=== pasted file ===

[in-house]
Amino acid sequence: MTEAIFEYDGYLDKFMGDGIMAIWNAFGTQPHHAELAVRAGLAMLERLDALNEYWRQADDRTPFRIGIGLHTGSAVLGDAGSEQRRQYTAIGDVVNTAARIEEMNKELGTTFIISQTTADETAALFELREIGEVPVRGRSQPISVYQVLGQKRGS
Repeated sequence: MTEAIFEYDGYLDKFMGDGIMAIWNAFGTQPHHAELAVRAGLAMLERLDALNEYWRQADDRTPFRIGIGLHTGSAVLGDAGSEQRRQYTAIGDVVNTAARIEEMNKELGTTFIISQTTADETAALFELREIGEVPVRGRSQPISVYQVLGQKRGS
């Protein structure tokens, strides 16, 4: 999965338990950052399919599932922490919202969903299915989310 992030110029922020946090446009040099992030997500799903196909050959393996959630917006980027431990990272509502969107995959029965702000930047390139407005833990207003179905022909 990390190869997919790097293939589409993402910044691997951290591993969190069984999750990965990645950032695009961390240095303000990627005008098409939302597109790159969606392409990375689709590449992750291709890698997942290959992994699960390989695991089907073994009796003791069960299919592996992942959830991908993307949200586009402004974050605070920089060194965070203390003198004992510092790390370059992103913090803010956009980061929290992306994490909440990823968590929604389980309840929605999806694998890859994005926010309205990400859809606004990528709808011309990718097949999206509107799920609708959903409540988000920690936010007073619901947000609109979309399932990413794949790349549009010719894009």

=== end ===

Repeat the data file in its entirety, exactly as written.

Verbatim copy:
[in-house]
Amino acid sequence: MTEAIFEYDGYLDKFMGDGIMAIWNAFGTQPHHAELAVRAGLAMLERLDALNEYWRQADDRTPFRIGIGLHTGSAVLGDAGSEQRRQYTAIGDVVNTAARIEEMNKELGTTFIISQTTADETAALFELREIGEVPVRGRSQPISVYQVLGQKRGS
Repeated sequence: MTEAIFEYDGYLDKFMGDGIMAIWNAFGTQPHHAELAVRAGLAMLERLDALNEYWRQADDRTPFRIGIGLHTGSAVLGDAGSEQRRQYTAIGDVVNTAARIEEMNKELGTTFIISQTTADETAALFELREIGEVPVRGRSQPISVYQVLGQKRGS
């Protein structure tokens, strides 16, 4: 999965338990950052399919599932922490919202969903299915989310 992030110029922020946090446009040099992030997500799903196909050959393996959630917006980027431990990272509502969107995959029965702000930047390139407005833990207003179905022909 990390190869997919790097293939589409993402910044691997951290591993969190069984999750990965990645950032695009961390240095303000990627005008098409939302597109790159969606392409990375689709590449992750291709890698997942290959992994699960390989695991089907073994009796003791069960299919592996992942959830991908993307949200586009402004974050605070920089060194965070203390003198004992510092790390370059992103913090803010956009980061929290992306994490909440990823968590929604389980309840929605999806694998890859994005926010309205990400859809606004990528709808011309990718097949999206509107799920609708959903409540988000920690936010007073619901947000609109979309399932990413794949790349549009010719894009």